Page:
The City of Madrid, Spain has announced the signing of an agreement aimed at improving the lives of its 3 million citizens. This environmental services management project, signed with INSA around IBM's Smarter Cities technology, is supposed to improve the quality and efficiency of city services and provide citizens with new tools to interact and communicate with the municipal offices. The agreement, estimated at 14.7 million euros, takes advantage of Big Data and analytics in order to transform the management model currently in use by municipal service providers, who will be managed and compensated according to their level of service, with the goal of improving the management of public services, such as road maintenance, lighting, irrigation, trees and green spaces, but also the clearing and management of garbage and waste.
Madrid, which is one of the five most populous municipal areas in Europe, produces 1 million tonnes of household waste, while its residents use around 15 million cubic meters of water each year. The city manages and looks after numerous assets: among them are 1.7 million vehicles, more than 252,000 lamp posts and 287,000 trees. Thanks to INSA, the city will be able to measure with accuracy the quality and efficiency of each provider and service. The inspection agents will be able to evaluate more than 300 key performance indicators during their 1,500 daily inspections.
Madrid is beginning to use an innovative technology platform called Intelligent Madrid (MiNT) that allows for improving the quality of services, communication with citizens, problem anticipation, and the coordination of resources. By using their smartphones, tablets and other mobile devices, as well as social media, citizens will have the ability to communicate instantaneously with their local municipal office in case of a problem, to receive an immediate response, and track an event or the aftermath of an incident. For example, if a tree falls and blocks a road, or if a fire hydrant leaks, a citizen can quickly upload a photo and location in order to alert the public authorities, who will be more efficient in resolving the identified problem and keeping the citizens informed until it has been resolved.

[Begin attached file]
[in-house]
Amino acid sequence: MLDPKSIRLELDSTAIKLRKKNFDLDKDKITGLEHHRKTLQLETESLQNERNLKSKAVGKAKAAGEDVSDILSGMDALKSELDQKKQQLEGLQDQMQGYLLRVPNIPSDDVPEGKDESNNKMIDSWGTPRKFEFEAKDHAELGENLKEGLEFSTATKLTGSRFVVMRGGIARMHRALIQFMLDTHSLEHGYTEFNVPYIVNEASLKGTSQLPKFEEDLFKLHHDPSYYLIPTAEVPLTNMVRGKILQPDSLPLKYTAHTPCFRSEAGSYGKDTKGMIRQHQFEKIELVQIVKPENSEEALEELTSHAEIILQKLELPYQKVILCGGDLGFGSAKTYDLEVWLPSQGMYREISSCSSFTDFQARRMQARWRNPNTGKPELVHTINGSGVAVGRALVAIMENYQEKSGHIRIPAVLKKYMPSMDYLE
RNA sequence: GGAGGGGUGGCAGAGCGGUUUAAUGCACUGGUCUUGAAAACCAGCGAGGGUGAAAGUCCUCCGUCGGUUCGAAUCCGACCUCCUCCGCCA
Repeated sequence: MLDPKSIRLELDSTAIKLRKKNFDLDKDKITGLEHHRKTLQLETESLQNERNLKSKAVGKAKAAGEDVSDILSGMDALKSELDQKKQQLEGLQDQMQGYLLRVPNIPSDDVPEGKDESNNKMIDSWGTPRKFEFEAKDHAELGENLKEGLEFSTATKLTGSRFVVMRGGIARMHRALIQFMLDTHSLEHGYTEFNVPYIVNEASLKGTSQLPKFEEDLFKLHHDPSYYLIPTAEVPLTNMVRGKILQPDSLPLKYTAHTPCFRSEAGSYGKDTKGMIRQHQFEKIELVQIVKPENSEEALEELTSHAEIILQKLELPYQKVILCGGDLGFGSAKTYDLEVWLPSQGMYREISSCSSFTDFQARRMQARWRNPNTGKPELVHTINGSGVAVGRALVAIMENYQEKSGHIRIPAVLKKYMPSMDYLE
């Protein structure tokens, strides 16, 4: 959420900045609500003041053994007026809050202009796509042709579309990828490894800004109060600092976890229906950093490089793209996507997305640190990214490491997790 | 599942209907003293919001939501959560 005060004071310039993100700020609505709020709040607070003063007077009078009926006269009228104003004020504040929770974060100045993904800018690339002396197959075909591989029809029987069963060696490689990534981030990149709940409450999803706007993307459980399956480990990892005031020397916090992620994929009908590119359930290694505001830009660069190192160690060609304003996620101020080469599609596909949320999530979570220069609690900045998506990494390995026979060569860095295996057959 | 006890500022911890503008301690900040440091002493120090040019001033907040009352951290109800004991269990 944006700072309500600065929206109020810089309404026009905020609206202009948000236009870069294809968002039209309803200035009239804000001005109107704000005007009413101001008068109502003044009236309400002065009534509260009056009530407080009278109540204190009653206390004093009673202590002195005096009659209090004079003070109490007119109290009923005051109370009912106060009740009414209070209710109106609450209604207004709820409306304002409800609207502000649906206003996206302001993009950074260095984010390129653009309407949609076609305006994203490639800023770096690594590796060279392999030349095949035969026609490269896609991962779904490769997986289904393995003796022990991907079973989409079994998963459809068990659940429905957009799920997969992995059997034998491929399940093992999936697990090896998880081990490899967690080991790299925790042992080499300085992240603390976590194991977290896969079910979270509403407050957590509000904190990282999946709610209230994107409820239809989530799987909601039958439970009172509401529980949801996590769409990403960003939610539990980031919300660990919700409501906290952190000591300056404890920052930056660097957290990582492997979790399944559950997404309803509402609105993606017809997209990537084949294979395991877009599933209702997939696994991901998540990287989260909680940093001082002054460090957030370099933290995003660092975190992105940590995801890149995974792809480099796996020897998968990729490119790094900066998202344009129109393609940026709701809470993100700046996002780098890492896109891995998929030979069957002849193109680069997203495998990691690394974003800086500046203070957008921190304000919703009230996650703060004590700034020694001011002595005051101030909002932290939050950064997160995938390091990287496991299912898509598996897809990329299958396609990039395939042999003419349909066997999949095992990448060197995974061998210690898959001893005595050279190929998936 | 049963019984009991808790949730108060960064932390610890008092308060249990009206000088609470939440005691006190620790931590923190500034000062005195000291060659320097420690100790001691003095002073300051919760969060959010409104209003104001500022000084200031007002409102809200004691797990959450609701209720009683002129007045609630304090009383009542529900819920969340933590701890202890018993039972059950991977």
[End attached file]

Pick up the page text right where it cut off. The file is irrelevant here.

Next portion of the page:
"This project could serve as an example for other European capitals, which would have the ability to follow the model of Madrid, the first to adopt a global integration of its public services," said Marta Martinez, general director of IBM Spain, Portugal, Greece and Israel. The platform will integrate information supplied by the citizens, coupled with other data provided by sensors, devices in the city, and cameras too. This product will also analyze data provided by the inspecting agents and service providers, as well as the data on the management of human resources, task planning, and GIS systems for viewing all of the city services together.
In this way, Madrid will make use of real time updates from different processes, services, organisms and providers involved in environmental management, allowing it to respond to citizen needs more quickly and more efficiently.
MiNT will be built on IBM Intelligent Operations and IBM Maximo, which will manage the inventory of the more than 5 million assets - from swing sets in parks to traffic cameras - as well as contracts of service providers.
Where is the balance between centralized public services and citizen-based engagement? Should these platforms be opened to individual app developers or should the government always regulate them?
Original article, originally published in French, here.
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